Tips to Prevent Ear Infections

If you watch over a young child, you probably know how common earaches can be.

Adults get them, too, but kids usually get them more often because they haven’t built up their immune systems to fight off common viruses and bacteria yet.

You can’t always stop all ear infections. But you can learn what causes them and then take steps to lower the chances that you or a child in your care will get them.

How They Happen

You get these infections in your middle ear. It’s an air-filled space behind your eardrum. It holds tiny, vibrating bones that pick up sound waves so you can hear.

A cold, the flu, or even allergies can all bring one on, too. That’s because they tend to cause congestion and swelling in your nasal passages and throat. When fluid builds up and doesn't drain effectively, it can increase your chance of an ear infection.

Risks

Ear infections tend to occur more in fall and winter because upper-respiratory infections such as cold and flu are on the rise then, too. Children who are 2 and younger get more ear infections because of the small size and shape of their Eustachian tubes.

Other things that can come into play:

Bottles and pacifiers: If children drink from a bottle while lying down or use a pacifier, then they’re more likely to get ear infections.

Daycare centers: Children can be exposed to more germs in situations where there are a lot of kids.

Air quality: Cigarette smoke and other kinds of air pollution can increase your child’s chances of getting an ear infection.

Tips

These things can help reduce the number of infections your child may get:

Breastfeeding: Babies who nurse for 12 months or more tend to have fewer infections. If breastfeeding isn’t an option, bottle feed your child in an upright, sitting position.

Fresh air: Don’t expose your baby to cigarette smoke. Try to avoid other forms of air pollution, too, when you can.

Immunizations: Keep up to date on your child’s shots.

Continued

Toss the pacifiers: If your baby is using a pacifier after 12 months old, the chance for ear infections increases. Do your best to wean your little one off them.

Wash: Clean your child’s hands and your own often with soap and water. This can reduce the spread of germs and prevent your child from catching the flu or a cold. Another tip, even though it can be very hard: Try to keep dirty objects away from your child’s mouth.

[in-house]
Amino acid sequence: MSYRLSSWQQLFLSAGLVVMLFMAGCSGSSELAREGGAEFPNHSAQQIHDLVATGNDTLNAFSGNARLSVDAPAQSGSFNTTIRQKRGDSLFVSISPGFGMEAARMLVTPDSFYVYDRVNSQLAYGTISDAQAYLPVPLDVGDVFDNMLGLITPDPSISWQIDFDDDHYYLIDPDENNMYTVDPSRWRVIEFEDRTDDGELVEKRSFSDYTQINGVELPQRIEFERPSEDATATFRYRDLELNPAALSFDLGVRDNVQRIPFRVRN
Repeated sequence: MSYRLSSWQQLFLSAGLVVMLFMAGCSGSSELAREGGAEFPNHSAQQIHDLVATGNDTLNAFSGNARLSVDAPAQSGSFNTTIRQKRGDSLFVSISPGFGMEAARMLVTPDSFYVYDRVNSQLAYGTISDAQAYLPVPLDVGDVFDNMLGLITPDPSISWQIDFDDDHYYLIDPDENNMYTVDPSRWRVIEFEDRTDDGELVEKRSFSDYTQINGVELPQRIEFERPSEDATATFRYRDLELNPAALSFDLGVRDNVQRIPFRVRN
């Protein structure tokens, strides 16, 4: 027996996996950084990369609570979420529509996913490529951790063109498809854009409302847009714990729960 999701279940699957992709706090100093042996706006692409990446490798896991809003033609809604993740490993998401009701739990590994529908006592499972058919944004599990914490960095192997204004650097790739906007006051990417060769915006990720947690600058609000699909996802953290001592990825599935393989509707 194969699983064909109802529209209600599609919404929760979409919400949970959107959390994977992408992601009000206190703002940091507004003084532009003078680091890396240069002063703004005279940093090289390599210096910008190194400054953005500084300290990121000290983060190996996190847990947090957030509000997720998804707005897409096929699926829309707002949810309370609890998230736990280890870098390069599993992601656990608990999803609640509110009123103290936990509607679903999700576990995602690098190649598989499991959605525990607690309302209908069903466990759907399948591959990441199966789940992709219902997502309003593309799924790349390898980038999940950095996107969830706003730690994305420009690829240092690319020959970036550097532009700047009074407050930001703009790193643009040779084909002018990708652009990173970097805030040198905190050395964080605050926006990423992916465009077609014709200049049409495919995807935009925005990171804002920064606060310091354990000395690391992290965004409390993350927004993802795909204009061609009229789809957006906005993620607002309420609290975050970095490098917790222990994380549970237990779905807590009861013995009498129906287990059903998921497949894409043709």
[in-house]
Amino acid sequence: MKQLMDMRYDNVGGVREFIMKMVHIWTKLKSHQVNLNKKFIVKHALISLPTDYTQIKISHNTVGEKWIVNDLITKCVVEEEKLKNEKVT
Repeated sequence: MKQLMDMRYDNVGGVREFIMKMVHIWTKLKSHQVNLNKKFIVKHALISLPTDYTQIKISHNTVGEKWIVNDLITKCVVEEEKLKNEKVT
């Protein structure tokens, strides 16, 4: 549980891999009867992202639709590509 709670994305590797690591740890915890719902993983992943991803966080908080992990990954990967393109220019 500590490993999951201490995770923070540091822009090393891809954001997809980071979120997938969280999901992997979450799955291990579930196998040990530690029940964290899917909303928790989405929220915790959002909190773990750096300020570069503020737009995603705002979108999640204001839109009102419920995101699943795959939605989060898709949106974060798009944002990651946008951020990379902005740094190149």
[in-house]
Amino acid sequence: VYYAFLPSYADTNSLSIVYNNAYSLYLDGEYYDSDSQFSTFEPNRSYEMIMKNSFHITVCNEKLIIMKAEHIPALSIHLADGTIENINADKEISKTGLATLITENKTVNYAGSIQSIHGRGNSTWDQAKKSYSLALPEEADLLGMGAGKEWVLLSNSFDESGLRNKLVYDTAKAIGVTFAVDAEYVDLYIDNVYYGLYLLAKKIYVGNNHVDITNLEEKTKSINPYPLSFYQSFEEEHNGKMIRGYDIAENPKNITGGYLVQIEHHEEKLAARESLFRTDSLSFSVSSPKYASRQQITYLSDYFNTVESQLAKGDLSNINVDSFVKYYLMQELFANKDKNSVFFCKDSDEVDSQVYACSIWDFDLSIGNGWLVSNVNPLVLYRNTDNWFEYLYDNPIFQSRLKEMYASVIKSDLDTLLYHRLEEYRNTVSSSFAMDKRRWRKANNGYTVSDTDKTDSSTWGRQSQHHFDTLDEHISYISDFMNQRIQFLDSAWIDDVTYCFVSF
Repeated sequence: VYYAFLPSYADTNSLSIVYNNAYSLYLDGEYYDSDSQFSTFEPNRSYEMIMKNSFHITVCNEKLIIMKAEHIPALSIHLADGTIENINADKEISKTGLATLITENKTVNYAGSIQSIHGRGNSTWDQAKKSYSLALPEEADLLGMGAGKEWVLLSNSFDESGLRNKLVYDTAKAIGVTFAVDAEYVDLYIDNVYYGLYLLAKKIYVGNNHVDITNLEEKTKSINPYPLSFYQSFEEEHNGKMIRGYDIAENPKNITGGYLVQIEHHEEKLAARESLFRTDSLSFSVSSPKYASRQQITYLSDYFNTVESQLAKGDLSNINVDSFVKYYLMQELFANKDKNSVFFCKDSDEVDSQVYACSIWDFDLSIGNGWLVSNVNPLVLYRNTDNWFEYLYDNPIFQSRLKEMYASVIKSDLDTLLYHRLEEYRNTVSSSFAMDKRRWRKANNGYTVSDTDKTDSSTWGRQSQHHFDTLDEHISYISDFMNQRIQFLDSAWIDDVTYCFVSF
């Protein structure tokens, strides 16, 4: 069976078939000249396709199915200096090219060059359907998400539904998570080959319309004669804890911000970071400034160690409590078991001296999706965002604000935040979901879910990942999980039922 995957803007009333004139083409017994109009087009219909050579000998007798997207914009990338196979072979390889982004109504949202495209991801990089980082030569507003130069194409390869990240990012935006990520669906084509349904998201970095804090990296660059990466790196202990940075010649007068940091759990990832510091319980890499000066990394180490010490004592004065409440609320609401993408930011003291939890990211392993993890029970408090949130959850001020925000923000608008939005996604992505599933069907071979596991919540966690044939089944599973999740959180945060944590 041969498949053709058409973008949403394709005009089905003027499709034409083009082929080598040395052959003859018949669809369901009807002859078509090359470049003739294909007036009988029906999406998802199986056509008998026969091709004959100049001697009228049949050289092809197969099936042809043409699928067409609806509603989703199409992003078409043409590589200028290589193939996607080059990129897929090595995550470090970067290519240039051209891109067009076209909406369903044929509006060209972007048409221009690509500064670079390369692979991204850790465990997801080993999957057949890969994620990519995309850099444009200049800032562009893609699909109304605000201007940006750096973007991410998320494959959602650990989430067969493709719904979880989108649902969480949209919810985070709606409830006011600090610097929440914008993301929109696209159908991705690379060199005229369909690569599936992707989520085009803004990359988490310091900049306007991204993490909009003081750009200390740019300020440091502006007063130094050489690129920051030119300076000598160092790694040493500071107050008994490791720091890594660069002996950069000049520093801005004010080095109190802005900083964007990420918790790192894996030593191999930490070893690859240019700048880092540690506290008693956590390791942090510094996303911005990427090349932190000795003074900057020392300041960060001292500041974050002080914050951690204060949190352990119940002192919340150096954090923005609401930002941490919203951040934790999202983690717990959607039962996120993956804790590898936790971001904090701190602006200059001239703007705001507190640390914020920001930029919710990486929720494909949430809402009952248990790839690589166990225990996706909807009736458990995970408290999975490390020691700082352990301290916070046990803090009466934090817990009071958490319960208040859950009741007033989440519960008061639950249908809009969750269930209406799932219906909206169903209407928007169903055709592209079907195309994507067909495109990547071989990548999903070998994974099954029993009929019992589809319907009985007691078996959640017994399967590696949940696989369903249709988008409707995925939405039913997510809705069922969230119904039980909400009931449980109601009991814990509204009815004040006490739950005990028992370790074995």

When to Go to a Doctor

Make that call if any of these things are happening with your child:

Fever: Keep a watchful eye for high temperatures. Take action if:

  • Your child is younger than 3 months and shows a fever of 100.4 F or more
  • It’s above 104 F for any child at any time
  • A fever lasts more than a day in a toddler younger than 2
  • It lasts more than 3 days in kids 2 and older

Strong pain: Your child is really hurting and pain medicines such as acetaminophen or ibuprofen are not helping.

Discharge: Pus or blood is leaking from your child’s ear.

Adults

You are not as likely to get an ear infection as a child. That’s because a grown-up’s Eustachian tubes are larger. And the shape of an adult’s tube means it’s less likely to get clogged.

If you have pain or fluids coming out of your ear, you need to see a doctor as soon as possible.

WebMD Medical Reference Reviewed by Sabrina Felson, MD on August 5, 2018

Sources

SOURCES:

National Institute on Deafness and Other Communication Disorders: “Ear Infections in Children.”

Mayo Clinic: “Ear infection (middle ear).”

CDC: “Ear Infection.”

FamilyDoctor.org: “Ear Infections.”

American Osteopathic Association: “Preventing and Treating Middle Ear Infections.”

American Academy of Otolaryngology-Head and Neck Surgery: “Ear Infection and Hearing Loss.”

Healthy Children.org: “When to Call the Pediatrician: Fever.”

© 2018 WebMD, LLC. All rights reserved.

Pagination